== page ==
User fees are paid by the device industry to fund the agency's review process; in exchange, the FDA agrees to certain performance goals. The user-fee programs must be reauthorized every five years.
The FDA missed a Jan. 15 deadline to submit the device user-fee recommendations to Congress although it provided lawmakers with recommendations for the reauthorization of the Prescription Drug User Fee Act and recommendations for proposed user-fee programs for generic drugs and biosimilars.
Earlier this month, the agency announced that it had reached an agreement in principle with the device industry, but had not yet finalized the fee structure or the recommendations.
Shuren said the proposed agreement will be submitted to Congress in mid-March. Shuren also told Rep. John Dingell (D-Mich.) that he supported a performance goal that would require the FDA to hire an independent consulting firm to analyze the agency's management of device-review processes.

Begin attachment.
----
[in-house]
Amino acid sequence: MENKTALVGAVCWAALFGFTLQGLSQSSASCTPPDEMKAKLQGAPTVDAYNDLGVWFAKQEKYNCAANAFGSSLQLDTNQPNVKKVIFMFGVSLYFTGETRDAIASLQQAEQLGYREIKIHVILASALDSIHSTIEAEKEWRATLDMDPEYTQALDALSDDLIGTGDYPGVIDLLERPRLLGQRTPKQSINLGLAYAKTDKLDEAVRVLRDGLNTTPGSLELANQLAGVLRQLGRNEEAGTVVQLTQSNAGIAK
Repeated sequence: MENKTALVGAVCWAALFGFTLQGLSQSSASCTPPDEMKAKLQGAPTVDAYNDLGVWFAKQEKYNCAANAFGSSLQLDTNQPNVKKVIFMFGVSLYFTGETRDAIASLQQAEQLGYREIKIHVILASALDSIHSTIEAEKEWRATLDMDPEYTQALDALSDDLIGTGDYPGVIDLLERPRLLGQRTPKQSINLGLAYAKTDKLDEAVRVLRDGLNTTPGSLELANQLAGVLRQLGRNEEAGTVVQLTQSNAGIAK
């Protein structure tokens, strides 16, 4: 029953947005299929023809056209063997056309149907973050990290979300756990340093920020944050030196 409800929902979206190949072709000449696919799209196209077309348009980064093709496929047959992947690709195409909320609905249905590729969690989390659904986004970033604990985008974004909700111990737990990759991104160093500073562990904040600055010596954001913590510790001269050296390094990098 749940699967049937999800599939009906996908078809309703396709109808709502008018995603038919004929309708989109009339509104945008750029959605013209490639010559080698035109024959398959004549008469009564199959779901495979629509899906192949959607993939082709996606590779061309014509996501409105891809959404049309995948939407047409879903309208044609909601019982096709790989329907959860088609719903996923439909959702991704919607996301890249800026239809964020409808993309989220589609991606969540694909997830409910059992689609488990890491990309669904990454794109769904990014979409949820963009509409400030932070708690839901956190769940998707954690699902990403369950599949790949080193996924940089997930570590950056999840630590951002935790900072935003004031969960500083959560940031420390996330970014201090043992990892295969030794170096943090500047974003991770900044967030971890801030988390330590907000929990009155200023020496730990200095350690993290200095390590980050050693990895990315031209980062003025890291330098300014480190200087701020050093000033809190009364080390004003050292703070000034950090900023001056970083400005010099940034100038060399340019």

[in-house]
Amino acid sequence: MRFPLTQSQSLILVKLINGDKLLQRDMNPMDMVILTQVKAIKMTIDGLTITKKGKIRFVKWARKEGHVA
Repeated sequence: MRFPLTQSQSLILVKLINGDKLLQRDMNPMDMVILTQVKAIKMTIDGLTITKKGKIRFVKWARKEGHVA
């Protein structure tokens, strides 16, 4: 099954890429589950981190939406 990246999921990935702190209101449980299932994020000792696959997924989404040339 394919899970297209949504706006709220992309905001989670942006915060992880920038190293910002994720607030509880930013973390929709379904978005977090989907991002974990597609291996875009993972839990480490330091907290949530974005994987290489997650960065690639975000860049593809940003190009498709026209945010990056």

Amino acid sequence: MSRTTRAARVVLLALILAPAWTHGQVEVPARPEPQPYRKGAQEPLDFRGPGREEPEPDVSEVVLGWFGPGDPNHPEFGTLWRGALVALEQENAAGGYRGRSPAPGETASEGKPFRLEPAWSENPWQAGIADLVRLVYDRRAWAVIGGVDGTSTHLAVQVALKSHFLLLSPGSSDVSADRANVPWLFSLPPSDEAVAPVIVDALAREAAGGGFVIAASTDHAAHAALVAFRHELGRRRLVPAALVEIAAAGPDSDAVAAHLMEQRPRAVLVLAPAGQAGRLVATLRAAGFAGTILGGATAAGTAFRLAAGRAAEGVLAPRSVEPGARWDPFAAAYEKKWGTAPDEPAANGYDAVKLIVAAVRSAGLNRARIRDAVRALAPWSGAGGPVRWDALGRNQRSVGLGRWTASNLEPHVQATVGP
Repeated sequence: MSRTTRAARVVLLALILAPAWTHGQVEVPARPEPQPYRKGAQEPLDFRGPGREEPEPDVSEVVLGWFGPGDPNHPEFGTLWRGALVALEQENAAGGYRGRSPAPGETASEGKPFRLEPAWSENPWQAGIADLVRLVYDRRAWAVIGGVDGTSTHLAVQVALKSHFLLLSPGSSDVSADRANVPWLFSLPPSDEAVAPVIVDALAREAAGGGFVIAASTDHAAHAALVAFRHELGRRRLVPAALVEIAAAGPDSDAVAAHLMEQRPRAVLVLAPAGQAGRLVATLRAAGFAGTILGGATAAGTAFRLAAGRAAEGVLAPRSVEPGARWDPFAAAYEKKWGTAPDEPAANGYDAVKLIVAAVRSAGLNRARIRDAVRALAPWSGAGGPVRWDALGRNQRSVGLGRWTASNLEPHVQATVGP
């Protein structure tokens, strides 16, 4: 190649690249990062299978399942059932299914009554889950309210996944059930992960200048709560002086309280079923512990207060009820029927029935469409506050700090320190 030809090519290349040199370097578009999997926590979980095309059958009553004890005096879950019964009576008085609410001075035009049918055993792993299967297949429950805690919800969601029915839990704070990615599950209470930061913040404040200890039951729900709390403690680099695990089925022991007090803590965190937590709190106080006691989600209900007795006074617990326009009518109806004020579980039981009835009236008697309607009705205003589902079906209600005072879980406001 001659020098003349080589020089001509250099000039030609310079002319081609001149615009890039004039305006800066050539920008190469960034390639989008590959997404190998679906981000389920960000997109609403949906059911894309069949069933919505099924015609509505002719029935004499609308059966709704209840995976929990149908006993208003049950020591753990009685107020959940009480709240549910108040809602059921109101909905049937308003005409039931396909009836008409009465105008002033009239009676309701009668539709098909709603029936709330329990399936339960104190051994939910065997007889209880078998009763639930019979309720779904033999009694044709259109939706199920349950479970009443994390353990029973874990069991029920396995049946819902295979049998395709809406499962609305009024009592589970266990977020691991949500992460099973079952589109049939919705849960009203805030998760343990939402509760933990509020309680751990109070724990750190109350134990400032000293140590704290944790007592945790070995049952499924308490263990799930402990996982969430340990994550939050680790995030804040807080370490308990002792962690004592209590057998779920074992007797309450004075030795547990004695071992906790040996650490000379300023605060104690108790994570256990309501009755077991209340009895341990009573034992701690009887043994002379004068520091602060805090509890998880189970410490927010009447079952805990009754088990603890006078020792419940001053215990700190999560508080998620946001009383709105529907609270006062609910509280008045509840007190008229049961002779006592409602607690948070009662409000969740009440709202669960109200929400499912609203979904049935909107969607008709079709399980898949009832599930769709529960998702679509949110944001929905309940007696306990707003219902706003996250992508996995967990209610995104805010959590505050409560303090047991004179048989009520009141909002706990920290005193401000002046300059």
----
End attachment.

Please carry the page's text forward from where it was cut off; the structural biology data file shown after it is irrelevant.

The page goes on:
Rep. Bill Cassidy (R-La.), a physician, noted that the FDA received an increase in revenue and staff during the last reauthorization of the Medical Device User Fee and Modernization Act, but approval times for devices still increased. Shuren attributed the increase in approval times to “program issues” that were separate from resources within the department as well as an insufficient increase in the resources that FDA received.
“The resources we got weren't sufficient for the work we had to do,” Shuren said.